Introduction to Musicianship
Introduction to musicianship through in-depth exploration of basic common musical elements and training in aural recognition, sight singing, dictation, and keyboard skills. Focus on topics such as tonal and modal harmony, rhythm, improvisation, composition, notation, and ear training to prepare students for later theory courses, participation in music ensembles, advanced study in music, and professional careers.
A: Sociocultural history and survey of African American music covering Africa and its impact on Americas; music of 17th through 19th centuries; minstrelsy and its impact on representation of blacks in film, television, and theater; religious music, including hymns, spirituals, and gospel; black music of Caribbean and Central and South America; and music of black Los Angeles. B: Sociocultural history and survey of African American music covering blues, pre-1947 jazz styles, rhythm ’n’ blues, soul, funk, disco, hip-hop, and symbiotic relationship between recording industry and effects of cultural politics on black popular music productions.
Traditional and popular musics from many different countries, with introduction to basic ethnomusicological concepts and development of listening and analytical skills. B: Africa and Near East. C: Asia. (Global Jazz Studies majors are required to take either B or C.)
Exploration of assimilation and retention of jazz from U.S. in various countries, with particular emphasis on cultural and social features that form basis for new jazz-ethnic music blends.
Music of Duke Ellington, his life, and far-reaching influence of his efforts. Ellington’s music, known as Ellingtonia, is one of largest and perhaps most important bodies of music ever produced in U.S. Covers many contributions of other artists who worked with Ellington, such as composer Billy Strayhorn and musicians Johnny Hodges, Cooties Williams, and Mercer Ellington.
Examination of various aspects of jazz composition. Differentiation between improvisation and notated composition, as well as between composition and arranging, and introduction to basic arranging concepts. A: Early Jazz to Swing Era. B: Bebop to Avant-garde. C: Jazz since 1960s.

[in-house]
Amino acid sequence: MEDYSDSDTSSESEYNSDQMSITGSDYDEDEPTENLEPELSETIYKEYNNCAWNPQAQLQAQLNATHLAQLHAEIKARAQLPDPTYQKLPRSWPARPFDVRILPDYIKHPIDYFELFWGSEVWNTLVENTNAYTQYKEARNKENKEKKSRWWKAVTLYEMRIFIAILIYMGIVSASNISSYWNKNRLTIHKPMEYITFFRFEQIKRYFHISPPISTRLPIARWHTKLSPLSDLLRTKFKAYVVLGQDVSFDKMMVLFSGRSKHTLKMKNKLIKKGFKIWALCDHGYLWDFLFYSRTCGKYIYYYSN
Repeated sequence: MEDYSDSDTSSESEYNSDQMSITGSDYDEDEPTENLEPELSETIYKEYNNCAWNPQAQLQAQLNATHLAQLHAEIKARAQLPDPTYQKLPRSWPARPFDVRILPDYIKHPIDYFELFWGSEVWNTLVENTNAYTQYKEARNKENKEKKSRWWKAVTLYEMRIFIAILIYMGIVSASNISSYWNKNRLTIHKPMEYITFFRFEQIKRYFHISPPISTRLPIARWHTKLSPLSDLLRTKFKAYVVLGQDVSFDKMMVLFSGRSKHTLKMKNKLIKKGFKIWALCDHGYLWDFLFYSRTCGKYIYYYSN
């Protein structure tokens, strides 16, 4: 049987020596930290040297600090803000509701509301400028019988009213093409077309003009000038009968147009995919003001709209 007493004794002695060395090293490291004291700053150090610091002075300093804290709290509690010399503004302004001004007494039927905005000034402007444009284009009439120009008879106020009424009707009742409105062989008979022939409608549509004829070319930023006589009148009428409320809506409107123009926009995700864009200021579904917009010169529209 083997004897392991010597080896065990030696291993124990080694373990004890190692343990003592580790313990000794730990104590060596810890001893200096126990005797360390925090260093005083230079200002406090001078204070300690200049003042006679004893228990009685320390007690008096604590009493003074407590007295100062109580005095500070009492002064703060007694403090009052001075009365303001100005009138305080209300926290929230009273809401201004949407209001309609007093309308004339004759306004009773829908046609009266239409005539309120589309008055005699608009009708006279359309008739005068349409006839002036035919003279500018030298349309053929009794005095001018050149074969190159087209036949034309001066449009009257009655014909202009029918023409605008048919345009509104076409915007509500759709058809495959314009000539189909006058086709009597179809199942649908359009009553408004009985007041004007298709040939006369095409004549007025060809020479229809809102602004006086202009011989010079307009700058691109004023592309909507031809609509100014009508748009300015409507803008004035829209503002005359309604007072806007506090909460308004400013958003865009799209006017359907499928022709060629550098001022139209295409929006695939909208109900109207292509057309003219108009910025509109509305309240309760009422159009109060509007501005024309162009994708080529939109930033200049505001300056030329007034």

Study of jazz harmony through use of piano keyboard.
Elements of jazz theory and improvisation. A: Basic jazz harmonic constructions, as well as melodic, rhythmic, and harmonic concepts, and how to apply those elements to personal efforts in improvisations. B: Medium-level jazz harmonic constructions. C: Advanced-level jazz harmonic constructions.
With approval from faculty advisers, students develop and prepare one-hour recital consistent with global dimension of major, and reflect on process. In lieu of recital, students may develop research-based project, which includes comparable public event (e.g., lecture-demonstration or lecture-recital).
With approval from faculty advisers, students perform (or have compositions performed in) one-hour recital consistent with global dimensions of major, contributing substantial program notes. Students who have developed alternative capstone projects present work in public event comparable to recital (e.g., lecture-demonstration or lecture-recital).
Global Jazz Studies majors enroll in individual instruction on their primary instrument or voice for 12 quarters.
Global Jazz Studies majors participate in large jazz ensembles and combos. Learn more about the performance ensembles.
Global Jazz Studies majors participate in World Music Ensembles at least for 4 quarters. Students participate in Music and Dance of Ghana and/or Music of African American ensembles for 2 quarters, and in any other World Music Ensemble or Ensembles for 2 quarters. Learn more about the performance ensembles.

Elective Courses

See course details in the UCLA Course Catalog
See course details in the UCLA Course Catalog
See course details in the UCLA Course Catalog
Students may select additional elective courses from other departments and programs within the school of music.
Global Pop
Development of world music or world beat, including its meaning and importance to contemporary culture as well as its history and impact.
Sociocultural history and survey of blues music tradition from its roots in West Africa to its emergence in African American oral culture, with emphasis on philosophical underpinnings and social and political impact of blues and its influence on development of country, jazz, gospel, rhythm and blues, rock, hip-hop music, and other mediums.
Survey of development of jazz in American culture. Discussion of different compositional/performance techniques and approaches that distinguish different sub-styles of jazz from one another, as well as key historical figures that shaped development of jazz from its early years through modern jazz. Important historical social issues (segregation, Depression, World War II, Civil Rights Movement) that intersect with history of U.S. and jazz music. A: Late 19th Century through 1940s. B: 1940s to Present.
Introduction to basic economics of creative industries, focusing on unique ways music works as industry in U.S. and abroad, how power has shifted but still is held in musical oligopolies, and where career opportunities for musicians and other industry professionals will be in next five to 10 years for students.